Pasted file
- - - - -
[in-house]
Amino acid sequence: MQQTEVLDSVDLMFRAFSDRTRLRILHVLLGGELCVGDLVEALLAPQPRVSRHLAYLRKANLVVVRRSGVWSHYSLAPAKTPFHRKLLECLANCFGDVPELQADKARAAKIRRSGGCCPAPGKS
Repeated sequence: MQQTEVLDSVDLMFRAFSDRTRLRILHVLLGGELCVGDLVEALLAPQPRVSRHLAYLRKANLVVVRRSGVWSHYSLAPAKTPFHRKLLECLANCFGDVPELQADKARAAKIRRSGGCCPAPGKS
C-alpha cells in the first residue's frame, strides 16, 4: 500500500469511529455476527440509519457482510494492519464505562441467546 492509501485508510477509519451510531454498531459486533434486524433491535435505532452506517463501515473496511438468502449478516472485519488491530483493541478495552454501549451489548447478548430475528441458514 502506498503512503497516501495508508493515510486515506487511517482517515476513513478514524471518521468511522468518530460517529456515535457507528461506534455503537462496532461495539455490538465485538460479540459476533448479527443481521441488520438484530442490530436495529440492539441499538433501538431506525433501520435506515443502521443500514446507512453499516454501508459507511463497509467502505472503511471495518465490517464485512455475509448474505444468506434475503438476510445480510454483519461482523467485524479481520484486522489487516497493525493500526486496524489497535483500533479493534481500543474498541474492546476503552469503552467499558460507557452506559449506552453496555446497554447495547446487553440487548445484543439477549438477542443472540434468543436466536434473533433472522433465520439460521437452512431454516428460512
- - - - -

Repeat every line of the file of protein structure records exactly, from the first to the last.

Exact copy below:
[in-house]
Amino acid sequence: MQQTEVLDSVDLMFRAFSDRTRLRILHVLLGGELCVGDLVEALLAPQPRVSRHLAYLRKANLVVVRRSGVWSHYSLAPAKTPFHRKLLECLANCFGDVPELQADKARAAKIRRSGGCCPAPGKS
Repeated sequence: MQQTEVLDSVDLMFRAFSDRTRLRILHVLLGGELCVGDLVEALLAPQPRVSRHLAYLRKANLVVVRRSGVWSHYSLAPAKTPFHRKLLECLANCFGDVPELQADKARAAKIRRSGGCCPAPGKS
C-alpha cells in the first residue's frame, strides 16, 4: 500500500469511529455476527440509519457482510494492519464505562441467546 492509501485508510477509519451510531454498531459486533434486524433491535435505532452506517463501515473496511438468502449478516472485519488491530483493541478495552454501549451489548447478548430475528441458514 502506498503512503497516501495508508493515510486515506487511517482517515476513513478514524471518521468511522468518530460517529456515535457507528461506534455503537462496532461495539455490538465485538460479540459476533448479527443481521441488520438484530442490530436495529440492539441499538433501538431506525433501520435506515443502521443500514446507512453499516454501508459507511463497509467502505472503511471495518465490517464485512455475509448474505444468506434475503438476510445480510454483519461482523467485524479481520484486522489487516497493525493500526486496524489497535483500533479493534481500543474498541474492546476503552469503552467499558460507557452506559449506552453496555446497554447495547446487553440487548445484543439477549438477542443472540434468543436466536434473533433472522433465520439460521437452512431454516428460512